Minnesota may not be one of the original 13 colonies, but it's making up for its late-starter status with one smart documentary after another.
You say you want a revolution?
Look no further than Twin Cities Public Television, a station so obsessed with the story of America’s independence you’d think St. Paul staffers are required to wear powdered wigs at work.
“Constitution USA With Peter Sagal,” a four-part series that premieres nationally on Tuesday, continues a trend that began 16 years ago, when Twin Cities producers were looking for a way to serve up a history lesson that didn’t come across like a stodgy textbook.
The solution: Have established theater actors like Philip Seymour Hoffman and Roger Rees slip into wool costumes and read the words of our founding fathers directly into the camera.
“Liberty! An American Revolution” received the prestigious Peabody Award in 1998, with judges citing the six-part series’ “clarity and passion.”
“I think a lot of filmmakers had shied away from looking at that part of history because it’s really difficult to do without photographs you can lovingly pan over like Ken Burns does,” said executive producer Catherine Allan. “We ended up staking out an area others weren’t interested in.”
The intimate approach continued with such high-caliber talent as Colm Feore, Eve Best and Blair Brown signing up for 2010’s “Dolley Madison,” 2007’s “Alexander Hamilton” and 2003’s Emmy-winning “Ben Franklin.”
But for “Constitution,” Allan and her team threw out the playbook.
“We wanted to anchor the series in the present and show people that the Constitution is very much alive and around us,” she said.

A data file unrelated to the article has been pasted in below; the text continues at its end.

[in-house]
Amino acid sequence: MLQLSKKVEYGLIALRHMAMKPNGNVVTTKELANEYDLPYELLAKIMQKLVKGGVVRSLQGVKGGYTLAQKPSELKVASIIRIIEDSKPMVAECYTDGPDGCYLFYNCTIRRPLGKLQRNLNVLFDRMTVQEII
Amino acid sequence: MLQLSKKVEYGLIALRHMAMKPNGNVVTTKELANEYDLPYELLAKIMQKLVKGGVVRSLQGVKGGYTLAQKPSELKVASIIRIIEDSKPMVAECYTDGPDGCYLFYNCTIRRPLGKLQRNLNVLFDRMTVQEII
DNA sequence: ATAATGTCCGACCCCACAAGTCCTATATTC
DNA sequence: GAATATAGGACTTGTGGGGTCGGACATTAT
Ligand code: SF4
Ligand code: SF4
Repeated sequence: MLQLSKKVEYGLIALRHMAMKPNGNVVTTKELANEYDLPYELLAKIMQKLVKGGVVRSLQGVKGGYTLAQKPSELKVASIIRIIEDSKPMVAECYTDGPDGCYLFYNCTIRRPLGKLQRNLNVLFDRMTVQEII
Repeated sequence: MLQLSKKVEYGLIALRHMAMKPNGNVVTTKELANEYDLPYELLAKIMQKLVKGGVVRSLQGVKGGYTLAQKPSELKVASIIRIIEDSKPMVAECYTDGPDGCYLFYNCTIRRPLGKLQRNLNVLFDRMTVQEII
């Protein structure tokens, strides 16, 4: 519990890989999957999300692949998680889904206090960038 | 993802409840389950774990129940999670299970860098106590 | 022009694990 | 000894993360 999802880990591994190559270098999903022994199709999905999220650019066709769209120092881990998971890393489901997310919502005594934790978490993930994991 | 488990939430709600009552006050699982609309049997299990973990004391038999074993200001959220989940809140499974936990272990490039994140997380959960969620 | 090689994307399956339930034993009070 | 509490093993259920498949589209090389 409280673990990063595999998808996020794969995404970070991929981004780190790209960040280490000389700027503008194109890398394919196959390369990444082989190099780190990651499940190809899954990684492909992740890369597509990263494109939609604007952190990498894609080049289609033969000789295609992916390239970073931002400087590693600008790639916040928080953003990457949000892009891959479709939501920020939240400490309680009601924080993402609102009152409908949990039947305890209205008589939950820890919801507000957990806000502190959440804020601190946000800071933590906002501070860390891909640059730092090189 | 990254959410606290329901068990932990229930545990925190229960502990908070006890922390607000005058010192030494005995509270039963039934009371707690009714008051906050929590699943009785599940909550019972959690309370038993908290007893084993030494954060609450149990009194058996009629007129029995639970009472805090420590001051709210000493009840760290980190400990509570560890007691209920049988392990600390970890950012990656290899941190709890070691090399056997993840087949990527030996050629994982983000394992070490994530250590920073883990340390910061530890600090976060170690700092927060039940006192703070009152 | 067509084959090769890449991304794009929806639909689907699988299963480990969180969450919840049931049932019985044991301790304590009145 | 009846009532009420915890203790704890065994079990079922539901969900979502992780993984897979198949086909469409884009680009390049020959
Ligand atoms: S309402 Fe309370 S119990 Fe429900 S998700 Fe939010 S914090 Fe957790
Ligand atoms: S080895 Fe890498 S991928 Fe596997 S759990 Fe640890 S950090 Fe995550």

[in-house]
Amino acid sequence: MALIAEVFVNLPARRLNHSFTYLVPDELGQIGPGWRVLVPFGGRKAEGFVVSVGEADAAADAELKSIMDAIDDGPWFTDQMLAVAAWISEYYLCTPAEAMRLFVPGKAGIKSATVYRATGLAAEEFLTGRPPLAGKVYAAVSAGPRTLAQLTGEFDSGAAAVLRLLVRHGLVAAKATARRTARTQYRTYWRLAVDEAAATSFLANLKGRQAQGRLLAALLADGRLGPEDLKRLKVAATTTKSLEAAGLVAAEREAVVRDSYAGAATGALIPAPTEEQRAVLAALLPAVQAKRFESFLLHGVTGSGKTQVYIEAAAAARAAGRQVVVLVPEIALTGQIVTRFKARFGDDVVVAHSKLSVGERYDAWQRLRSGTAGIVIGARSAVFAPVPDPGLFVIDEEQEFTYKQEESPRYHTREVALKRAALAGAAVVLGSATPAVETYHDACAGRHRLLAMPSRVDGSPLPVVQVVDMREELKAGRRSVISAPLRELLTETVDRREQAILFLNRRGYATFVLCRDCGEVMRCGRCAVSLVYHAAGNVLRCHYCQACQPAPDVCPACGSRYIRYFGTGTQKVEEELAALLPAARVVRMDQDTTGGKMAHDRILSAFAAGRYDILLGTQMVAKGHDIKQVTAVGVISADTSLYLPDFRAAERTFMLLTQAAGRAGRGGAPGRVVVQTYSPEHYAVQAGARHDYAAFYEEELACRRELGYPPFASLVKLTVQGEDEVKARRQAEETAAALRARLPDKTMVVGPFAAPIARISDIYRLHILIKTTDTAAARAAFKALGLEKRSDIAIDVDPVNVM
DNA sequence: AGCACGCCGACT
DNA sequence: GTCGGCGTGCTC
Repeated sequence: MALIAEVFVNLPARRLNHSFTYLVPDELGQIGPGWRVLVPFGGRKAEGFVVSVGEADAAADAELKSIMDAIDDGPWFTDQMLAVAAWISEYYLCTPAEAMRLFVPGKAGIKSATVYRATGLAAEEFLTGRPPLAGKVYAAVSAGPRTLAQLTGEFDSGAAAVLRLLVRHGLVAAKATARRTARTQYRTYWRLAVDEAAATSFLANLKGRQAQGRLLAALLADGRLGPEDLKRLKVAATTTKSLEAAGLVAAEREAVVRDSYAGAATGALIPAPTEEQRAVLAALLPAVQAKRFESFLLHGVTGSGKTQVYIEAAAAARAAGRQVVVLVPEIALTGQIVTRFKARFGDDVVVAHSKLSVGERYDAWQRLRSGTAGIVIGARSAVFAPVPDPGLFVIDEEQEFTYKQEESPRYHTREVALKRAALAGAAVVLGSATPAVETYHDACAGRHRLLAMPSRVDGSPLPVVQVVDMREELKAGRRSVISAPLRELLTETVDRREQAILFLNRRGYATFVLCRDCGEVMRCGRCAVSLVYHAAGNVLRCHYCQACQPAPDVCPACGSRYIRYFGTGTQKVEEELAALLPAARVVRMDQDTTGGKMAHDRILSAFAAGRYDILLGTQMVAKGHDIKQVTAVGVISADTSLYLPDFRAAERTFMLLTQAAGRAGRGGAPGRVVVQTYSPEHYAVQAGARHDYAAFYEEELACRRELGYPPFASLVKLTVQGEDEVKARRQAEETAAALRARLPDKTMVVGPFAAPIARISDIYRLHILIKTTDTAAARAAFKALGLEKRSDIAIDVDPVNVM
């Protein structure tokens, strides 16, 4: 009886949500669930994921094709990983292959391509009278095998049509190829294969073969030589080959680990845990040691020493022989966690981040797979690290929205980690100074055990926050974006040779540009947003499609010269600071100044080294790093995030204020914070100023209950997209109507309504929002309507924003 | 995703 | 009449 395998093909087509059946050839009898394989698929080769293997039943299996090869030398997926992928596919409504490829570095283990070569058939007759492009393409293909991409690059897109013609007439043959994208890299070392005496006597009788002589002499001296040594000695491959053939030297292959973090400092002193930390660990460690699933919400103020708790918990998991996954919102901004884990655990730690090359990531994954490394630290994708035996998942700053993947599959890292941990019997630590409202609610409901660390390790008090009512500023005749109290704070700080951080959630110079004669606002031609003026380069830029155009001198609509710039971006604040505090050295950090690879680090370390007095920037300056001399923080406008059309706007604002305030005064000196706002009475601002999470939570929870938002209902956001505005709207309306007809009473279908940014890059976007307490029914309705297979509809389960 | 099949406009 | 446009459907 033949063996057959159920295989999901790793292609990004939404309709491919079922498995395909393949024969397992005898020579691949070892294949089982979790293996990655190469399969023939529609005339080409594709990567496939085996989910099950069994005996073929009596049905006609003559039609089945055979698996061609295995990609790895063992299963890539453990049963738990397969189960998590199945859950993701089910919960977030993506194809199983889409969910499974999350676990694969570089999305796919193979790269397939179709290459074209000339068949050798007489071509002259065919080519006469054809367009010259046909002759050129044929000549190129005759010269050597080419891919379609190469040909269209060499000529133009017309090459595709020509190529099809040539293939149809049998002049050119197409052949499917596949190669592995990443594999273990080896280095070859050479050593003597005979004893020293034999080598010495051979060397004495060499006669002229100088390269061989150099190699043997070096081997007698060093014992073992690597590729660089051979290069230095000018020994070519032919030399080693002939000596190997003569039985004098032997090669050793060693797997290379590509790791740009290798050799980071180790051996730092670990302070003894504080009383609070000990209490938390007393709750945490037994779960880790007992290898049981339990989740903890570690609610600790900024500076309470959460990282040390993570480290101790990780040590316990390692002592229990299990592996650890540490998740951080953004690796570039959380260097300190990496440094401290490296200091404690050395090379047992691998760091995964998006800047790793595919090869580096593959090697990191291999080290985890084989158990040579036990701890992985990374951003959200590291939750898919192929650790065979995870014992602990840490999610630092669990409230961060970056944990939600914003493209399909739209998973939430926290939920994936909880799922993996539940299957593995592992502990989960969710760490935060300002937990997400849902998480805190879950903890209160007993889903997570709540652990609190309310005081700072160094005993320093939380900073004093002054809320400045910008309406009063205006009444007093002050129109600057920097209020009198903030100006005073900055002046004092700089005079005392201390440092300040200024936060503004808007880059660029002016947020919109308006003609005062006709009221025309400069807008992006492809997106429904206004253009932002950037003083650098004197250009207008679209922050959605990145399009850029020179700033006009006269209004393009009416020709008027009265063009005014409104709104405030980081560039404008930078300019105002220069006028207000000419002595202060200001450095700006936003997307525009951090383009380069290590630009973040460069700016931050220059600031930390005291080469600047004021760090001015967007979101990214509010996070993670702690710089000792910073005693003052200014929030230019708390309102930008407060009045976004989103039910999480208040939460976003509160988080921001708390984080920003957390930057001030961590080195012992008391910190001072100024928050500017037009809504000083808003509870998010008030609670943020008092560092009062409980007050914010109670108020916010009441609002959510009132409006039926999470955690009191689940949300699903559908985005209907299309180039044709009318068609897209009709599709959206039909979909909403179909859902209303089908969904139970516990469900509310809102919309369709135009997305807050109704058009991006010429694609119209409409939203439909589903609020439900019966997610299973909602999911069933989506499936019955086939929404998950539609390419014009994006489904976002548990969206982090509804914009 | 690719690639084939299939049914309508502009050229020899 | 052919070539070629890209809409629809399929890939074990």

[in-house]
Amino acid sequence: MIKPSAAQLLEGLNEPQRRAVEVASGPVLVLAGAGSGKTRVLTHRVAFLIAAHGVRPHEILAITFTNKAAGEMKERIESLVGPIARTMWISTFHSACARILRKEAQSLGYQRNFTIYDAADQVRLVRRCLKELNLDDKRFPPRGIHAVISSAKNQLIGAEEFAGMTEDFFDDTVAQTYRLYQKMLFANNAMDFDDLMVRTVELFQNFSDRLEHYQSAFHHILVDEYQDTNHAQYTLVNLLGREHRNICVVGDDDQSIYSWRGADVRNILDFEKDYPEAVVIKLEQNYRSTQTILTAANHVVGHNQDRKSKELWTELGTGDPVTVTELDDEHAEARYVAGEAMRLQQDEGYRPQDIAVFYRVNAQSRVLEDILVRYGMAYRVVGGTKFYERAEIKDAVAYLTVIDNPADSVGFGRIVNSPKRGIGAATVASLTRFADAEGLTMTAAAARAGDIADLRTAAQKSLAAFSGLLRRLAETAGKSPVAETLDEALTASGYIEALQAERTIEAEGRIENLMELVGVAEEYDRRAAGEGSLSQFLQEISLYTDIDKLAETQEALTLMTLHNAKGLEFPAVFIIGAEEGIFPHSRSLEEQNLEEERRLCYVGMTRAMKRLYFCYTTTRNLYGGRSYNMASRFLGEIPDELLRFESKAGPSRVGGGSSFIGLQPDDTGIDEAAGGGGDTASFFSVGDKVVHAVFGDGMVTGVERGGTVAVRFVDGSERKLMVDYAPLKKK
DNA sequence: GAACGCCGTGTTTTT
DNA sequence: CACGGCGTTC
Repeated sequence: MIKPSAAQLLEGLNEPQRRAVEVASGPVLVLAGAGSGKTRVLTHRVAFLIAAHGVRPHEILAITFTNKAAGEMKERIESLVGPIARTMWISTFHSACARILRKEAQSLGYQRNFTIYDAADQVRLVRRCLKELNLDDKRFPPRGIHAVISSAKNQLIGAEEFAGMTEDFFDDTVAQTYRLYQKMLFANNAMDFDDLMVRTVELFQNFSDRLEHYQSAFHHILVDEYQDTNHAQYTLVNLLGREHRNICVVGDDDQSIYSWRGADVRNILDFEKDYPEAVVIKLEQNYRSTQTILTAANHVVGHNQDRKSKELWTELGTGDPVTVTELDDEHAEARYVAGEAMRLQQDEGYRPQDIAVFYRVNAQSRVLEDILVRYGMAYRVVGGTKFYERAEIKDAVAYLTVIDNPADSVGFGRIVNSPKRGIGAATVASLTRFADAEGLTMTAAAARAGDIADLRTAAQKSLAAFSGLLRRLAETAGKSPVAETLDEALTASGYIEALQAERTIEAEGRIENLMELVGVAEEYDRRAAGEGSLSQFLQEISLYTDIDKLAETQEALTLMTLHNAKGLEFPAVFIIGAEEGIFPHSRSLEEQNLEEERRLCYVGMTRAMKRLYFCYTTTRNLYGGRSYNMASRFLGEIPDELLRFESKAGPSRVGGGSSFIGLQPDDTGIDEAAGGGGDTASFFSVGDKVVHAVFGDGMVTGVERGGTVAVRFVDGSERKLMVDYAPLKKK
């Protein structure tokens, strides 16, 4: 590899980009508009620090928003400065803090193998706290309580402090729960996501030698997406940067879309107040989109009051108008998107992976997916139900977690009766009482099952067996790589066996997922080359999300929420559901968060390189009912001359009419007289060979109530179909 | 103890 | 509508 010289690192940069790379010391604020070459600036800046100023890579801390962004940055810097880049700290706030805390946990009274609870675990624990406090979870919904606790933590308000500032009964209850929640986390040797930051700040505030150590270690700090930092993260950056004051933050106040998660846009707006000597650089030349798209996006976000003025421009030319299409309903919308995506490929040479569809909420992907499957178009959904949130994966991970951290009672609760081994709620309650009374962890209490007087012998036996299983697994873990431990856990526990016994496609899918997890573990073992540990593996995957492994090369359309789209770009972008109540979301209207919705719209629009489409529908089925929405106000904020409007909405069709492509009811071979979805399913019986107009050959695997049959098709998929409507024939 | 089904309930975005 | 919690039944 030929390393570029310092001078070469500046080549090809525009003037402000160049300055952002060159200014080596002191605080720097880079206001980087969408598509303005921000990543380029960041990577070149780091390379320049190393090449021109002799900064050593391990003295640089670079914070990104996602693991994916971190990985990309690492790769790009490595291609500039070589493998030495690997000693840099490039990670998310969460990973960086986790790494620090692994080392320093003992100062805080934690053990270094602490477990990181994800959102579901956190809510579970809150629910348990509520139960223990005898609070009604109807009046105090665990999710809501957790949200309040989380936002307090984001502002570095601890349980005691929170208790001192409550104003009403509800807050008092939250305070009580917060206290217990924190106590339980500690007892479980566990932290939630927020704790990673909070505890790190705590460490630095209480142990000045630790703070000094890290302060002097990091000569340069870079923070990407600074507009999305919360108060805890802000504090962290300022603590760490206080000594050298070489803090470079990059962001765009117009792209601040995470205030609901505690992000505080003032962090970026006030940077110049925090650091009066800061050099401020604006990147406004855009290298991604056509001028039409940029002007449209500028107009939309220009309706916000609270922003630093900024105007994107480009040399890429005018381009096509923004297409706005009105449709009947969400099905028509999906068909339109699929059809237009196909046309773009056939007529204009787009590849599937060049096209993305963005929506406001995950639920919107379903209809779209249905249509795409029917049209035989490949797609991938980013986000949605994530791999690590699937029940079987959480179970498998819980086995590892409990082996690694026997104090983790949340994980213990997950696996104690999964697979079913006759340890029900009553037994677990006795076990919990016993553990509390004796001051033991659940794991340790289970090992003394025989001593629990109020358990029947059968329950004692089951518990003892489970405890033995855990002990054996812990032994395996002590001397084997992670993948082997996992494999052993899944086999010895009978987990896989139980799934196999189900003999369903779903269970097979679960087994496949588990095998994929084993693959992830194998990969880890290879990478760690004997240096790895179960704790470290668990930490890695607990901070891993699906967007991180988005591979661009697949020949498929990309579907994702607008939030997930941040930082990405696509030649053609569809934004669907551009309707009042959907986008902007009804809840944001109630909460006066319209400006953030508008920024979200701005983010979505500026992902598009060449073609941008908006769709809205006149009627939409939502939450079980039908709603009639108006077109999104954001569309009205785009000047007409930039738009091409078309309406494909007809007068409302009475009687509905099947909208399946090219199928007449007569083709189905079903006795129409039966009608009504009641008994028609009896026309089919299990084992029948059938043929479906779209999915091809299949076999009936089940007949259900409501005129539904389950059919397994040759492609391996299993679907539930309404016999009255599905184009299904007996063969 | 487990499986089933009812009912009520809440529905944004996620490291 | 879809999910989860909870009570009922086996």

Instead of trained actors, producers turned to Sagal, host of NPR’s “Wait, Wait ... Don’t Tell Me!,” to take viewers on a motorcycle ride across the country, visiting citizens whose lives are greatly affected by interpretations of the Bill of Rights.
Sagal’s adventures, shot intermittently over the course of six months, include hitting the gun range with a weapons advocate in Montana, sipping beer with a scholar at a Philadelphia bar established in 1773, strolling through a Rhode Island high school with a student who forced administrators to take down a written prayer from an auditorium wall, and breaking bread with a bunch of ex-Marines whose passion for civil rights often leads to barroom brawls.
These encounters humanize such complicated issues as state vs. federal powers, citizenship rights, due process of law and dozens of other topics we slept through in college.
‘Serious but not too serious’
Sagal, known for his rapid-fire wit, said he struggled to figure out when to crack a joke and when to keep his mouth shut.
“I feel an obligation to be funny because people expect it. But am I going to sit there and make a joke in front of a father who lost his son in a war? Absolutely not,” he said. “Lots of times I would go for it, and it would be too much or too little. In the end it may not be a laugh riot, but I think I helped keep it light and accessible.”
Helping to take the stuffiness out of academics are clips of everything from “To Kill a Mockingbird” to “Kojak,” as well as Monty Python-inspired animation that’s more amusing than half of the material on the Cartoon Network.